And who are these campaigners protecting the strippers from? According to reports, from the club’s management, which could be ‘prostituting them’ and putting them at risk. What patronising tosh. As the rapper Wyclef Jean once wrote, ‘Just ’cause she dances go-go, that don’t make her a ho, no’. Most strippers were clear about the difference. And owners aren’t about to risk their license so some of the girls could earn extra cash.

As for the customers, there would always be the drunk who turned nasty when handed the bill at the end of a long evening. There was zero tolerance from management and security for anyone turning on the women.

In absence of women to save, I can only conclude that the desire of these campaigners to close the Windmill has more to do with their overblown sense of offence at the very idea of strip clubs (and presumably Page 3, and porn). Do they have issues?

I’m not dismissive of feminist issues per se. Around the world, including in the UK, women are abused, deprived of basic rights and discriminated against. There are many valid feminist causes out there. But closing the Windmill Club is not one of them. This pyrrhic victory, this PR stunt, is a selfish distraction that, as far as I can tell, only serves to put quite a lot of hard-working women out of gainful employment in a safe environment.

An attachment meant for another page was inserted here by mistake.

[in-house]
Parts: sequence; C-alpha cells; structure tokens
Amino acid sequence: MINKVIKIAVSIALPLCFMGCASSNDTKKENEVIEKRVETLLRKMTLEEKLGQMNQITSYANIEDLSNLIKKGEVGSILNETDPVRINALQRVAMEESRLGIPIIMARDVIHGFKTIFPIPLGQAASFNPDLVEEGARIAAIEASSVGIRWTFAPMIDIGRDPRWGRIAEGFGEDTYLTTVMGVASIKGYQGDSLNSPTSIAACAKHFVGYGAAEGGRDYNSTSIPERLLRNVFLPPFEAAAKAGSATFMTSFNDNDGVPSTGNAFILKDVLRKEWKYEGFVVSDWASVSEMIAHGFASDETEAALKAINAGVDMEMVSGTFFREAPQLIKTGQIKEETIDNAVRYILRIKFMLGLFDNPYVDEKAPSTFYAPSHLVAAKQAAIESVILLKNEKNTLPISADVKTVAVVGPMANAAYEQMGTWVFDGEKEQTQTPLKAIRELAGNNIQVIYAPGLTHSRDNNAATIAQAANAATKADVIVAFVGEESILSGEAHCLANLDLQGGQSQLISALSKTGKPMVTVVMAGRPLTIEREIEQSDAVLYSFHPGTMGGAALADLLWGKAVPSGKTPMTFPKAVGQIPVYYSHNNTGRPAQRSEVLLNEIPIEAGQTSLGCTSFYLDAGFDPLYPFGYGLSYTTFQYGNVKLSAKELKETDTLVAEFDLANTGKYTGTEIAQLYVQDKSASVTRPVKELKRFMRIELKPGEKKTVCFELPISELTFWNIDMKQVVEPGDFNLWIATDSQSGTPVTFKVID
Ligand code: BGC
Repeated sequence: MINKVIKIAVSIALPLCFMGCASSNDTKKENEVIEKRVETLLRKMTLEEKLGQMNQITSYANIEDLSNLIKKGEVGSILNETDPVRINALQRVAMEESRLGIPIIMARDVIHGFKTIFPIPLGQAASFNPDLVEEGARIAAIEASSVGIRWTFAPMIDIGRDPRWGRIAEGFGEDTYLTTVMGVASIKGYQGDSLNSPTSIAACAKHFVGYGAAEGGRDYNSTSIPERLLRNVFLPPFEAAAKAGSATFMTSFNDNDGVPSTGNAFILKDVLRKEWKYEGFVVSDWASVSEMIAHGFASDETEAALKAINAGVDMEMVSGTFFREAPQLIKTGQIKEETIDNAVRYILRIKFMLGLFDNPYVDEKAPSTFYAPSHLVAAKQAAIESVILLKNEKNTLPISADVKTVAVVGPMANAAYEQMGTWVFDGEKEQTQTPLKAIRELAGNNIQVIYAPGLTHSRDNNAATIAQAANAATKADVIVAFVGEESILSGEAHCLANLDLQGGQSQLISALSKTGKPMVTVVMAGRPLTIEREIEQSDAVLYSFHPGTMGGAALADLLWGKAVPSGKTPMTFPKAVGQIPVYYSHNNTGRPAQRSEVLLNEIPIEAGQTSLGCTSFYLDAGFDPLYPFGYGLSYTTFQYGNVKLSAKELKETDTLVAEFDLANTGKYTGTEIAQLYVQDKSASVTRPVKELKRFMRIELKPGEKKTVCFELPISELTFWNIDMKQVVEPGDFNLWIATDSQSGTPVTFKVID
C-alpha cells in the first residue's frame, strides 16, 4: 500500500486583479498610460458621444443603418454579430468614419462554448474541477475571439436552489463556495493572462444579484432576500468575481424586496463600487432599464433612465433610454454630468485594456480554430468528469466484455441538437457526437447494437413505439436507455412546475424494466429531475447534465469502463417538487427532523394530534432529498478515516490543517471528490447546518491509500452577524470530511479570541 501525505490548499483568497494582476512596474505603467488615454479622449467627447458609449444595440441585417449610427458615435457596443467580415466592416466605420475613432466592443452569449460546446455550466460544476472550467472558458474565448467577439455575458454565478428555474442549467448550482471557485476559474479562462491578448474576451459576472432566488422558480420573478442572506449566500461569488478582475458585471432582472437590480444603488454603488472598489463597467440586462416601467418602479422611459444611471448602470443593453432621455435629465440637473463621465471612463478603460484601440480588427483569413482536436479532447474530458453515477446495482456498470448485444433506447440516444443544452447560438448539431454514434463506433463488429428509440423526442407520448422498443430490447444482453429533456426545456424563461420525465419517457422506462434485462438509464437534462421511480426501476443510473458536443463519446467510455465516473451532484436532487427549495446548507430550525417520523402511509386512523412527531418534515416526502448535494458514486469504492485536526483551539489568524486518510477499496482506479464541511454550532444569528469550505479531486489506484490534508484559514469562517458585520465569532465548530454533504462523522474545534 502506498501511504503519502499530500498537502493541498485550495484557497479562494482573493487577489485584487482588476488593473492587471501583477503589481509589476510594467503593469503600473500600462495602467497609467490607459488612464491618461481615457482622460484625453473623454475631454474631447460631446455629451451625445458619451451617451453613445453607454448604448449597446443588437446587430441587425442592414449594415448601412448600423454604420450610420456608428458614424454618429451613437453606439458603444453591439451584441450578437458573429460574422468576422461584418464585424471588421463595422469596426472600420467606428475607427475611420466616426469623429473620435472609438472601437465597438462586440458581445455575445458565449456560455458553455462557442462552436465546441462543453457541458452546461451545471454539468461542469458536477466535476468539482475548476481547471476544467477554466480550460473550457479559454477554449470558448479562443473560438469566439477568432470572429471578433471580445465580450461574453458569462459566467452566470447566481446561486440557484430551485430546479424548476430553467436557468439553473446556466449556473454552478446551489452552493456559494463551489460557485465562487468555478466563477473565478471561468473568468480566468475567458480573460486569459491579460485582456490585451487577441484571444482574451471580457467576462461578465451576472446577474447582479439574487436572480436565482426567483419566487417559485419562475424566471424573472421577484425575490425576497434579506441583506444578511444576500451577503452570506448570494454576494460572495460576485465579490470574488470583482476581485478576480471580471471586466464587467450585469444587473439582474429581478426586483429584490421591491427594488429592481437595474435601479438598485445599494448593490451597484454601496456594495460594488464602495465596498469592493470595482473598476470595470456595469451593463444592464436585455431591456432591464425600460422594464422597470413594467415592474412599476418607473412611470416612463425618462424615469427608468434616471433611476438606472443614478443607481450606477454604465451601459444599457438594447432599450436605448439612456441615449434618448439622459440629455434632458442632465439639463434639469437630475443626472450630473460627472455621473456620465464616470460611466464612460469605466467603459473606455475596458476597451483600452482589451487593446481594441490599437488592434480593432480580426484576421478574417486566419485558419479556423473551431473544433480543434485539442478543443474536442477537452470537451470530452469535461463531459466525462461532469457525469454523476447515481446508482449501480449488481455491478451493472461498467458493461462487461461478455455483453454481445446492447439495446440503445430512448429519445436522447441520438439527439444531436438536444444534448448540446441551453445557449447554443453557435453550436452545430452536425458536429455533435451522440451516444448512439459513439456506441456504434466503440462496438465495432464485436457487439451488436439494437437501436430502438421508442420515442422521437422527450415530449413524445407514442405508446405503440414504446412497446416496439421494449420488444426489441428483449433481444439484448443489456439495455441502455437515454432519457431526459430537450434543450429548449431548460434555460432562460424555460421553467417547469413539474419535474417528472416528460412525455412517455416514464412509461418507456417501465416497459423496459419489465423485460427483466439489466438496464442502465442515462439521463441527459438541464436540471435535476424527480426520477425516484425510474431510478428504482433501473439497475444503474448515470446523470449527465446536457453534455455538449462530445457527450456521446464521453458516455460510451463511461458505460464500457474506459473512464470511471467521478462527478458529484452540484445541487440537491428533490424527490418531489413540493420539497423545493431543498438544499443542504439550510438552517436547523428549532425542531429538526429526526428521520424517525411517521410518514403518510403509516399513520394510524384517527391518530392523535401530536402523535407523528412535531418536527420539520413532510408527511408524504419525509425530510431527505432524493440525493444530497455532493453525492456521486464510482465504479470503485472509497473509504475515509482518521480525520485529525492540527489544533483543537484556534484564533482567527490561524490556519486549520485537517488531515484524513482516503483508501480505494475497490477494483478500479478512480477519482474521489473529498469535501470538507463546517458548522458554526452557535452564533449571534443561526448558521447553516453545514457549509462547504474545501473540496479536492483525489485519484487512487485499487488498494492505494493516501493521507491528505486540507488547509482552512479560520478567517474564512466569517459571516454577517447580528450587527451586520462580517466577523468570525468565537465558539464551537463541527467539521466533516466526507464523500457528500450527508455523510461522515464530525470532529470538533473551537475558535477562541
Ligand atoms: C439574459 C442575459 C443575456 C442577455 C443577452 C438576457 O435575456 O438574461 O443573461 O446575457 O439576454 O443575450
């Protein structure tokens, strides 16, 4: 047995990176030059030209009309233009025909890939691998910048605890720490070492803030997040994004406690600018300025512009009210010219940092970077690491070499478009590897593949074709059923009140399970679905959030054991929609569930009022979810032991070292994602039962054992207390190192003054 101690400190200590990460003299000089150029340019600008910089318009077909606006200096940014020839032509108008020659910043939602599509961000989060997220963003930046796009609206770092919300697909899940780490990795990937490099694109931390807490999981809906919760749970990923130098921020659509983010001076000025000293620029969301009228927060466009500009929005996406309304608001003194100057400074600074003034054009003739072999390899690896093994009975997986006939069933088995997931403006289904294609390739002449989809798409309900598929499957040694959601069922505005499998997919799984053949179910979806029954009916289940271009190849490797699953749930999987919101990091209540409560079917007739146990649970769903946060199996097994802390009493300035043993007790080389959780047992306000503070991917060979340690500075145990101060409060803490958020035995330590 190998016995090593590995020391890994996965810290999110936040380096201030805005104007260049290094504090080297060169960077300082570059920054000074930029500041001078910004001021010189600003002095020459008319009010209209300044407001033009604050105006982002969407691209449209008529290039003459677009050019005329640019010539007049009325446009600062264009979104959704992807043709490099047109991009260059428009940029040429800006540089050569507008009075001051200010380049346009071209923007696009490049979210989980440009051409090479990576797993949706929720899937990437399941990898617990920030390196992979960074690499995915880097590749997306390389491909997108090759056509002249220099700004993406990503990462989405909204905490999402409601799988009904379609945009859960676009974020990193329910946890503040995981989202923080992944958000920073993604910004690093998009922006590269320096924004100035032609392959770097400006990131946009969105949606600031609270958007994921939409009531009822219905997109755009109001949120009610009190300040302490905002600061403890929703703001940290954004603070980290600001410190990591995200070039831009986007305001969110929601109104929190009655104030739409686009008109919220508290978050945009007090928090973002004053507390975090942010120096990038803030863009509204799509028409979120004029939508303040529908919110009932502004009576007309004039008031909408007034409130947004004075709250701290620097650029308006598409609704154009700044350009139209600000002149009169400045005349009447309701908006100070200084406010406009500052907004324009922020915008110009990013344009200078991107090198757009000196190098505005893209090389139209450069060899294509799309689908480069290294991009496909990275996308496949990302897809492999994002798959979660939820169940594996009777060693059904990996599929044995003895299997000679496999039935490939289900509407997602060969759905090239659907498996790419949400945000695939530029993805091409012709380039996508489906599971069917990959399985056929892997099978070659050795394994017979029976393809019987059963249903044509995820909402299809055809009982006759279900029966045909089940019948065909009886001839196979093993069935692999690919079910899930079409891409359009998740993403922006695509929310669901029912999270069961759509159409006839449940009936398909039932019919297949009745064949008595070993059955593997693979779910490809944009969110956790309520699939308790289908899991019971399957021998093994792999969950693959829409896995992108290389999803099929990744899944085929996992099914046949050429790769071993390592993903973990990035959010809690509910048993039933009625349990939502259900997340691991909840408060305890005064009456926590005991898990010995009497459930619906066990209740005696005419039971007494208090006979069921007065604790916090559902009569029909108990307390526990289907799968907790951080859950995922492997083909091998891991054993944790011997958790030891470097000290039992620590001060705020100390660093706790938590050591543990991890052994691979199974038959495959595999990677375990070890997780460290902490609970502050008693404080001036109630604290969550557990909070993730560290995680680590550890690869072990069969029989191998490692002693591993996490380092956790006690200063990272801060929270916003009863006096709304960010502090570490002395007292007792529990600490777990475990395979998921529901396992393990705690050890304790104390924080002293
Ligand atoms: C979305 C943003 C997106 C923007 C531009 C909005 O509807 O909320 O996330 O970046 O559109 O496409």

I used to joke that strip clubs were the perfect finishing school for the modern girl. In my year at the Windmill Club, I learned to like myself, grew confident and comfortable in my own skin – not something that comes easy to young women. I learned a lot about men, how to talk to them, and to like them for who and what they are. In subsequent professional and personal interactions with men, regardless of rank, I never had the sense that my gender rendered me less than equal.

I’ve often said that you can take the girl out of the Windmill Club, but you can’t take the Windmill Club out of the girl. The experience, the camaraderie, the lessons will forever be part of me. And so it is with some emotion that I say: fuck off, you feminists. Keep your misguided morals and private dicks out of our club. It doesn’t belong to you. Hands off our Windmill.

Nadja Breton is the pseudonym of a writer and former stripper.

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Topics Feminism